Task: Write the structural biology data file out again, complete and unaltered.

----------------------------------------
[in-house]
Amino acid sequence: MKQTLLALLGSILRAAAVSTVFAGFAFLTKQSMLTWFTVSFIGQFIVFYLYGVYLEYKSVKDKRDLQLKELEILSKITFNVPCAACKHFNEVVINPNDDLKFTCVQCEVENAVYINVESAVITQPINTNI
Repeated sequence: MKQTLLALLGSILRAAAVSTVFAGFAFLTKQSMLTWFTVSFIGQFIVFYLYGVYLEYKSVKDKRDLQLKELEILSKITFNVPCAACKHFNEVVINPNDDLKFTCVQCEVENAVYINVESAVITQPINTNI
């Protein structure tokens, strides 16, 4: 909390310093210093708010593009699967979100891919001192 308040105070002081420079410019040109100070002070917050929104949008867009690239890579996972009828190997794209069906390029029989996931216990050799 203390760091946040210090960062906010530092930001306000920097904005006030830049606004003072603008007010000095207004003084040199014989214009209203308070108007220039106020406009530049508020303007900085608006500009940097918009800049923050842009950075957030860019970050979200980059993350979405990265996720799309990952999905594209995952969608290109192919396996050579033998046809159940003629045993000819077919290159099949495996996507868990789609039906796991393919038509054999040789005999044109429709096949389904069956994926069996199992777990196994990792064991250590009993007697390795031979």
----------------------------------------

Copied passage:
[in-house]
Amino acid sequence: MKQTLLALLGSILRAAAVSTVFAGFAFLTKQSMLTWFTVSFIGQFIVFYLYGVYLEYKSVKDKRDLQLKELEILSKITFNVPCAACKHFNEVVINPNDDLKFTCVQCEVENAVYINVESAVITQPINTNI
Repeated sequence: MKQTLLALLGSILRAAAVSTVFAGFAFLTKQSMLTWFTVSFIGQFIVFYLYGVYLEYKSVKDKRDLQLKELEILSKITFNVPCAACKHFNEVVINPNDDLKFTCVQCEVENAVYINVESAVITQPINTNI
């Protein structure tokens, strides 16, 4: 909390310093210093708010593009699967979100891919001192 308040105070002081420079410019040109100070002070917050929104949008867009690239890579996972009828190997794209069906390029029989996931216990050799 203390760091946040210090960062906010530092930001306000920097904005006030830049606004003072603008007010000095207004003084040199014989214009209203308070108007220039106020406009530049508020303007900085608006500009940097918009800049923050842009950075957030860019970050979200980059993350979405990265996720799309990952999905594209995952969608290109192919396996050579033998046809159940003629045993000819077919290159099949495996996507868990789609039906796991393919038509054999040789005999044109429709096949389904069956994926069996199992777990196994990792064991250590009993007697390795031979």